“The Oklahoma KKK was triggered by the 1921 Tulsa Race Massacre. The Massacre took place on May 31 and June 1, 1921. Mobs of white residents, some of them deputized and given weapons by city officials, attacked Black residents and destroyed homes and businesses of the Greenwood District in Tulsa.”
One year later, June 2, 1922, a Klan parade marched down Sapulpa’s Dewey Ave.
“Eighteen hundred Ku Klux Klansmen, clad in the white robes and helmets of their organization, paraded in the business district of this city last night before the largest crowds that has ever turned out for any event in Creek County.”
The City Manager was asked for permission for this event earlier that week. Many people from all over the county were present in the downtown district for Klansmen appearance. Spectators described the event as “long, silent line of white-cloaked [figures] appeared from over a hill at the western end of Dewey. Brilliant sky rockets and red and blue flares leaping far into the air from the unseen side of the hill appeared ahead of the Klan. Streaming rockets from the tops of business, houses, ignited by unknown parties, sailed above the thousands of spectators.”
Underneath some members' robes were hidden instruments; their band played as the members marched forth. “The parade proceeded east on Dewey, through the entire downtown, turned south to Lee at Oak, and thence west again out of the city.”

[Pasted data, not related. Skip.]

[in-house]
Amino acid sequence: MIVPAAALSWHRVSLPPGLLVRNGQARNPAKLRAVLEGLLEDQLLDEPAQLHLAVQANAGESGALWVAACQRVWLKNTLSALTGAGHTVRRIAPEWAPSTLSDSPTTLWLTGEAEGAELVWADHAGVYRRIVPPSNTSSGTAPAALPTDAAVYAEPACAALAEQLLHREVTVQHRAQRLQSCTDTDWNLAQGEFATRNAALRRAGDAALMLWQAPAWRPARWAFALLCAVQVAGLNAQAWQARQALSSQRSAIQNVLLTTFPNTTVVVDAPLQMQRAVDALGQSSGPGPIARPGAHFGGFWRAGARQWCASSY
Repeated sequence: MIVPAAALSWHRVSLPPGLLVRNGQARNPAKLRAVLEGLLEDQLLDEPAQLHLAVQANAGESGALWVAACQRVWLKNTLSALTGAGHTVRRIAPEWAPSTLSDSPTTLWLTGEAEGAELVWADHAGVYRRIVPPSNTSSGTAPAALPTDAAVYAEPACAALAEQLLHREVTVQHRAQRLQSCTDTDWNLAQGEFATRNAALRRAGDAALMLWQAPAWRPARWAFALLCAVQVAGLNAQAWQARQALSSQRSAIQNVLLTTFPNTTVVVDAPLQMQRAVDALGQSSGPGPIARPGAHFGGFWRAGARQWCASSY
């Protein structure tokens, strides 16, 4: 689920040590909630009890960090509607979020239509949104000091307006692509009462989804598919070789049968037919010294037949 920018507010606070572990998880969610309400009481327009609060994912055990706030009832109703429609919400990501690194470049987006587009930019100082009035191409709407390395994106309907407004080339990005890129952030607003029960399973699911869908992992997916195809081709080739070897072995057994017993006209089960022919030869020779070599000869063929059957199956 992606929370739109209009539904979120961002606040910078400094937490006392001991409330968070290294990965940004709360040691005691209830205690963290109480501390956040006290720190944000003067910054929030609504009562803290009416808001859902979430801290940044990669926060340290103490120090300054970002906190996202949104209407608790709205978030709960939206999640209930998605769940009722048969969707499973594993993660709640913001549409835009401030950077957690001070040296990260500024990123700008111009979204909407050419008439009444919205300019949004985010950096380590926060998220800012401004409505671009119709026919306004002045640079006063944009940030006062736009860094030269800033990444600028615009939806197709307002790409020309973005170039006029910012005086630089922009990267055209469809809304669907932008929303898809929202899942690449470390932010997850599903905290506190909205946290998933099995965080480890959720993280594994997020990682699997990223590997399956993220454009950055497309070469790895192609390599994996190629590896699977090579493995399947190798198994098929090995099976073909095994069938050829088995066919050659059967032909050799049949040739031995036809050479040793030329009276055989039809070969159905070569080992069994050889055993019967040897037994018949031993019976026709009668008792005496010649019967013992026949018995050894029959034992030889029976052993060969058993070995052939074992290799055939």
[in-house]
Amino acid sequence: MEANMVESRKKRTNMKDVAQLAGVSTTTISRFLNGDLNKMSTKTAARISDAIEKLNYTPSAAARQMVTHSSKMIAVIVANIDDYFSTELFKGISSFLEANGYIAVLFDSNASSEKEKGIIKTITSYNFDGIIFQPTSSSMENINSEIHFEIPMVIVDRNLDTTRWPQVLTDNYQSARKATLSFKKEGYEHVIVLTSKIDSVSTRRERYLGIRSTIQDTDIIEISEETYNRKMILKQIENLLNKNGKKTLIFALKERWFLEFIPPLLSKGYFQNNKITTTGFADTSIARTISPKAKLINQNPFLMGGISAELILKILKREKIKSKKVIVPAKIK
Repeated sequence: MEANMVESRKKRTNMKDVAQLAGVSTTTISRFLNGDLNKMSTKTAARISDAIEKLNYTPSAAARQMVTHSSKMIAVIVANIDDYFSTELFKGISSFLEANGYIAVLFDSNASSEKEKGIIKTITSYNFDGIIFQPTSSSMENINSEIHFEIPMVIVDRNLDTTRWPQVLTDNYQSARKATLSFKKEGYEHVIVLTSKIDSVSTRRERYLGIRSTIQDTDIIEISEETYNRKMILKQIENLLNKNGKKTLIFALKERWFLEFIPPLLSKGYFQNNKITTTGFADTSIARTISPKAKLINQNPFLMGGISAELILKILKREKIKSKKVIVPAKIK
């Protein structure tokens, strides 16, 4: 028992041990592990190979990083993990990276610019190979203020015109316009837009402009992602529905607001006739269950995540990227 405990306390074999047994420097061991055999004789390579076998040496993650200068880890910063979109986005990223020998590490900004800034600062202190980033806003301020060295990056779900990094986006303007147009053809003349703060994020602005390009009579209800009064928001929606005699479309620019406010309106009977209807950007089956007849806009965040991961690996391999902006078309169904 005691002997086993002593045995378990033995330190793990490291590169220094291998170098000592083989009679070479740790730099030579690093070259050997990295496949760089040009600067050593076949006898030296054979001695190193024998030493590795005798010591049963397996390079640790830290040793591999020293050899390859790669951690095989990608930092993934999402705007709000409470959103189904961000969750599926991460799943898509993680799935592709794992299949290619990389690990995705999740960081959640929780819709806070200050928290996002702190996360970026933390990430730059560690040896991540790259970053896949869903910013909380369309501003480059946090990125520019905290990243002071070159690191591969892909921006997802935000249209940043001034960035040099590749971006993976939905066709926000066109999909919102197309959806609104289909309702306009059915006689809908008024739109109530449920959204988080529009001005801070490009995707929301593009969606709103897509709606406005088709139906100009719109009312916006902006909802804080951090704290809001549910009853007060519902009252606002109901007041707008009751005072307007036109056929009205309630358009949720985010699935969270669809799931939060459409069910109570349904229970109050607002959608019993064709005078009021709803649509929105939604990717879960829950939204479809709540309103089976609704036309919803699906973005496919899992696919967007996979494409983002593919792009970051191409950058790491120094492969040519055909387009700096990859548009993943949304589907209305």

Other members without instruments carried signs bearing slogans. “‘Here Yesterday, Here Forever,’ ‘70,000 of Us in Oklahoma,’ ‘One Language for Americans,’ ‘No Hyphenated Americans,’ ‘Protect Our Public Schools,’ ‘We Are Behind Law-Enforcing Officers,’ ‘Lawbreakers Get Out,’ ‘You Can’t Fool Us,’ ‘Separation of Church and State,’ ‘We are in Every Walk of Life,’ ‘We are Pledged to Law and Order,’ ‘Law Abiding N-- Need Not Fear Us,’ ‘We Believe in Free Public Schools,’ ‘America for Americans, ‘Keep the Church Out of Politics.’”
The crowd and the Klan remained silent for nearly the whole program. The crowd would cheer or applaud “when they saw a banner which pleased them.”
More on Sapulpa’s Klan: To the white community, the Klan appeared to make efforts to help the town, its businesses and organizations, and its people. Ads were published in the Sapulpa Herald; bribery was the main reason for such ads - the Klan members would slip money in secret to the offices.